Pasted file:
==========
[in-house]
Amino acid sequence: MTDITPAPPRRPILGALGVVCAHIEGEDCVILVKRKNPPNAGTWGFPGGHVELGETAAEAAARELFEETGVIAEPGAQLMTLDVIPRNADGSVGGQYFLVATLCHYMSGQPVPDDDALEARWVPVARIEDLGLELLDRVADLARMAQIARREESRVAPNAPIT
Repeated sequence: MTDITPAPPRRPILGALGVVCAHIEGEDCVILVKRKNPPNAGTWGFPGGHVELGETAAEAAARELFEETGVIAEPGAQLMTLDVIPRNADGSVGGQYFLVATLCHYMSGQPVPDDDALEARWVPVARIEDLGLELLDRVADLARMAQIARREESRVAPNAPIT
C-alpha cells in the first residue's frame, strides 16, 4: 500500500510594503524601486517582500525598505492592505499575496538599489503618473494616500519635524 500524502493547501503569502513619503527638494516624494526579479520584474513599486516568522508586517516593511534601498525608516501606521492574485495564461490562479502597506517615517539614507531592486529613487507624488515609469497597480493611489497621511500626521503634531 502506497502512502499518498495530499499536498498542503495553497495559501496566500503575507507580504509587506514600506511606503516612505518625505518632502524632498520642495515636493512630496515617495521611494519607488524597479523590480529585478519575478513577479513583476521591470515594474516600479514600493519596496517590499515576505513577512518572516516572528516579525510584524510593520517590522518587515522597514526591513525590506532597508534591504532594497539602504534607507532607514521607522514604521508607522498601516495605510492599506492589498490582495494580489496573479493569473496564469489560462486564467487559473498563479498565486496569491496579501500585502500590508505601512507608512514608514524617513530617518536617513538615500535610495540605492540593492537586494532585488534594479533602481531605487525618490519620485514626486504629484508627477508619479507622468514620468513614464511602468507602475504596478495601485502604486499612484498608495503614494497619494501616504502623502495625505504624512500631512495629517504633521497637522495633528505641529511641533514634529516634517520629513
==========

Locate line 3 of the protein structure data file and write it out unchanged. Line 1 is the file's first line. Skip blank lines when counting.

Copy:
Repeated sequence: MTDITPAPPRRPILGALGVVCAHIEGEDCVILVKRKNPPNAGTWGFPGGHVELGETAAEAAARELFEETGVIAEPGAQLMTLDVIPRNADGSVGGQYFLVATLCHYMSGQPVPDDDALEARWVPVARIEDLGLELLDRVADLARMAQIARREESRVAPNAPIT